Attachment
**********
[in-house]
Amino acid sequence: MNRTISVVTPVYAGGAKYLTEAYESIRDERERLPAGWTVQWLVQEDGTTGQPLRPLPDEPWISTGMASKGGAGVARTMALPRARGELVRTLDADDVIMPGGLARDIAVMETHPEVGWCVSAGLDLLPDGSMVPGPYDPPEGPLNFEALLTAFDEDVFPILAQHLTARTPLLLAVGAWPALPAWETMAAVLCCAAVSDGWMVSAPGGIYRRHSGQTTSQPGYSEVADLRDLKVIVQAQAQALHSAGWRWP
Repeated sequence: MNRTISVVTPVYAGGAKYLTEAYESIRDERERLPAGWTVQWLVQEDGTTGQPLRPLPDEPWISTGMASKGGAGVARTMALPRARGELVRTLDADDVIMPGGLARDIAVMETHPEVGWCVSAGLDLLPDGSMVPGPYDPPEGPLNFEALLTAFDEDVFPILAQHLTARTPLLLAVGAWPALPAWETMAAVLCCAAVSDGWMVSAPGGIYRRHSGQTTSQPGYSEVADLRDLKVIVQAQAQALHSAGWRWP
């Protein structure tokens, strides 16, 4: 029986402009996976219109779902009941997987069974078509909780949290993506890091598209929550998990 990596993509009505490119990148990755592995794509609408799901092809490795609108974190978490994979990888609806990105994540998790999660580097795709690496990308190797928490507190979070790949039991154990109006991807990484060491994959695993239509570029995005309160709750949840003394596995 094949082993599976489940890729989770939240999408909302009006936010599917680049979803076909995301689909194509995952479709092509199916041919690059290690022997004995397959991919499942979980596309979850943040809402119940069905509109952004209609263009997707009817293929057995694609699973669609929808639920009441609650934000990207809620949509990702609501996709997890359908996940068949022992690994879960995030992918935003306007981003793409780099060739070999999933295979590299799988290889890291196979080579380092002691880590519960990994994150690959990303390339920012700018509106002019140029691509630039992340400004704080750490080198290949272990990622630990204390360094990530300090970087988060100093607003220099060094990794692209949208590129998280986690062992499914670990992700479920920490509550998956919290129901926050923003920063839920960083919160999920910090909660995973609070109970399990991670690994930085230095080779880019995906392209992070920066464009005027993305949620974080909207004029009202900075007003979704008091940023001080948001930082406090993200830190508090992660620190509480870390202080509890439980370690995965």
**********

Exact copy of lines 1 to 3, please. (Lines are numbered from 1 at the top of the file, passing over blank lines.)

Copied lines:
[in-house]
Amino acid sequence: MNRTISVVTPVYAGGAKYLTEAYESIRDERERLPAGWTVQWLVQEDGTTGQPLRPLPDEPWISTGMASKGGAGVARTMALPRARGELVRTLDADDVIMPGGLARDIAVMETHPEVGWCVSAGLDLLPDGSMVPGPYDPPEGPLNFEALLTAFDEDVFPILAQHLTARTPLLLAVGAWPALPAWETMAAVLCCAAVSDGWMVSAPGGIYRRHSGQTTSQPGYSEVADLRDLKVIVQAQAQALHSAGWRWP
Repeated sequence: MNRTISVVTPVYAGGAKYLTEAYESIRDERERLPAGWTVQWLVQEDGTTGQPLRPLPDEPWISTGMASKGGAGVARTMALPRARGELVRTLDADDVIMPGGLARDIAVMETHPEVGWCVSAGLDLLPDGSMVPGPYDPPEGPLNFEALLTAFDEDVFPILAQHLTARTPLLLAVGAWPALPAWETMAAVLCCAAVSDGWMVSAPGGIYRRHSGQTTSQPGYSEVADLRDLKVIVQAQAQALHSAGWRWP